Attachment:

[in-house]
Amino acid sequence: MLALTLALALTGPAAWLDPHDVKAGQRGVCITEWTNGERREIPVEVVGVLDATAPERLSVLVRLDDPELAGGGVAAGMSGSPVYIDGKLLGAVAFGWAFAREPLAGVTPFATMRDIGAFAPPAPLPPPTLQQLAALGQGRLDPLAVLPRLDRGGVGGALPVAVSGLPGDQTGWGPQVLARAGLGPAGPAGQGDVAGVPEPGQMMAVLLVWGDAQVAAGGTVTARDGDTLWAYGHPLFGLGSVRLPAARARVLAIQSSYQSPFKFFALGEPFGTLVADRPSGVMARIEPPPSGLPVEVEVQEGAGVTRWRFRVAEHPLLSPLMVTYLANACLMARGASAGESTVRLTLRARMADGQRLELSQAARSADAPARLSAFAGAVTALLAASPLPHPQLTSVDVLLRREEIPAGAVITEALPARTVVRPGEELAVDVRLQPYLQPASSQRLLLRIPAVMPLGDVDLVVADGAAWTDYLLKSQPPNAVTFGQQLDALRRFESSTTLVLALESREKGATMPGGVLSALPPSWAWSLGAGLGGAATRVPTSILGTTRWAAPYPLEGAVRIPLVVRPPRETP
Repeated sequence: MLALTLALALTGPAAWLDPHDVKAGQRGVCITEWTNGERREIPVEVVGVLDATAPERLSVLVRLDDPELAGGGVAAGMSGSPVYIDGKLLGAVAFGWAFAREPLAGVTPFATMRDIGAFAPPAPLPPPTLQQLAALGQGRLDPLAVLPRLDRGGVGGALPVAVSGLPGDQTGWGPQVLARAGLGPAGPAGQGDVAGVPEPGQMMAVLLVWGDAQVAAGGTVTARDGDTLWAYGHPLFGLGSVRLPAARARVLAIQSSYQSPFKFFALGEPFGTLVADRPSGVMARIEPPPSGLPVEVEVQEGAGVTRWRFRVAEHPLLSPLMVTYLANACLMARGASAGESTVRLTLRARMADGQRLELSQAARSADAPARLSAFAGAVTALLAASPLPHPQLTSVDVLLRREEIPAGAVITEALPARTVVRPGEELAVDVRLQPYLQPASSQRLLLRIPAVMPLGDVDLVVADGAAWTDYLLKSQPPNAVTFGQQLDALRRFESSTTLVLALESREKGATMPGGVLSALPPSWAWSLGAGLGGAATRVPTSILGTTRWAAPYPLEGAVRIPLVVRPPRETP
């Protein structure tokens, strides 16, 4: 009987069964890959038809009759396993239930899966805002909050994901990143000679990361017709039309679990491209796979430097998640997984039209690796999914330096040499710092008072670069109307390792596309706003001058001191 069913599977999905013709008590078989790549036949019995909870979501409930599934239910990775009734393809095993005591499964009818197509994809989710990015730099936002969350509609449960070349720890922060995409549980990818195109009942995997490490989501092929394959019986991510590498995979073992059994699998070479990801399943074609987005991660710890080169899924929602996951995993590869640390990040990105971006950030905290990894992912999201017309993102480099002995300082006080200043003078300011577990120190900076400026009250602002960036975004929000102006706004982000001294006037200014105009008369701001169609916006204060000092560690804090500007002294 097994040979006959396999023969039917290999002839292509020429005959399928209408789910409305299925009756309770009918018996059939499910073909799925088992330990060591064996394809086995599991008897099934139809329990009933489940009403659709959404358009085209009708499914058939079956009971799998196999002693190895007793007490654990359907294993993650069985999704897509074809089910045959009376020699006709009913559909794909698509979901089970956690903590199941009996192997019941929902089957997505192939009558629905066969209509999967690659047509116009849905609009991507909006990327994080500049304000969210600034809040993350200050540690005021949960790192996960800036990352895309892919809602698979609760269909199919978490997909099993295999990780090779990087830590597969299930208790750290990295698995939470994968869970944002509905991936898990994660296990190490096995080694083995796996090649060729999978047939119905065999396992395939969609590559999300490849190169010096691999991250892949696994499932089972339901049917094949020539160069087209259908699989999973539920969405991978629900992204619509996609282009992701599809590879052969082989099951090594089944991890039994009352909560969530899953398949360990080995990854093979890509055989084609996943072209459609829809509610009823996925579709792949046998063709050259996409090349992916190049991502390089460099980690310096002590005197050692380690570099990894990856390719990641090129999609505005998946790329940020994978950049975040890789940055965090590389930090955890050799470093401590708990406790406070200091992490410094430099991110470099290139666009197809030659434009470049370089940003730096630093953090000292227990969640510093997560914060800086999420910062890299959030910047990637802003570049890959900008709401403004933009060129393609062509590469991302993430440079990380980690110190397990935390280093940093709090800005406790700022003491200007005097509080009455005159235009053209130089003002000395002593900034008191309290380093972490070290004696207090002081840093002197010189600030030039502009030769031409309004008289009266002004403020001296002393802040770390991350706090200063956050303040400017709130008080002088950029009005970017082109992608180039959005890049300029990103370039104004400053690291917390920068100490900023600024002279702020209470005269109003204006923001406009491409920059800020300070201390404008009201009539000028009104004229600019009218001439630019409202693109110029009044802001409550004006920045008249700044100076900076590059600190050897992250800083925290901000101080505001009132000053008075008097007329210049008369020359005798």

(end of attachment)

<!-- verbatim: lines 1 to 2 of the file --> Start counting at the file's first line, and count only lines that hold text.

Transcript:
[in-house]
Amino acid sequence: MLALTLALALTGPAAWLDPHDVKAGQRGVCITEWTNGERREIPVEVVGVLDATAPERLSVLVRLDDPELAGGGVAAGMSGSPVYIDGKLLGAVAFGWAFAREPLAGVTPFATMRDIGAFAPPAPLPPPTLQQLAALGQGRLDPLAVLPRLDRGGVGGALPVAVSGLPGDQTGWGPQVLARAGLGPAGPAGQGDVAGVPEPGQMMAVLLVWGDAQVAAGGTVTARDGDTLWAYGHPLFGLGSVRLPAARARVLAIQSSYQSPFKFFALGEPFGTLVADRPSGVMARIEPPPSGLPVEVEVQEGAGVTRWRFRVAEHPLLSPLMVTYLANACLMARGASAGESTVRLTLRARMADGQRLELSQAARSADAPARLSAFAGAVTALLAASPLPHPQLTSVDVLLRREEIPAGAVITEALPARTVVRPGEELAVDVRLQPYLQPASSQRLLLRIPAVMPLGDVDLVVADGAAWTDYLLKSQPPNAVTFGQQLDALRRFESSTTLVLALESREKGATMPGGVLSALPPSWAWSLGAGLGGAATRVPTSILGTTRWAAPYPLEGAVRIPLVVRPPRETP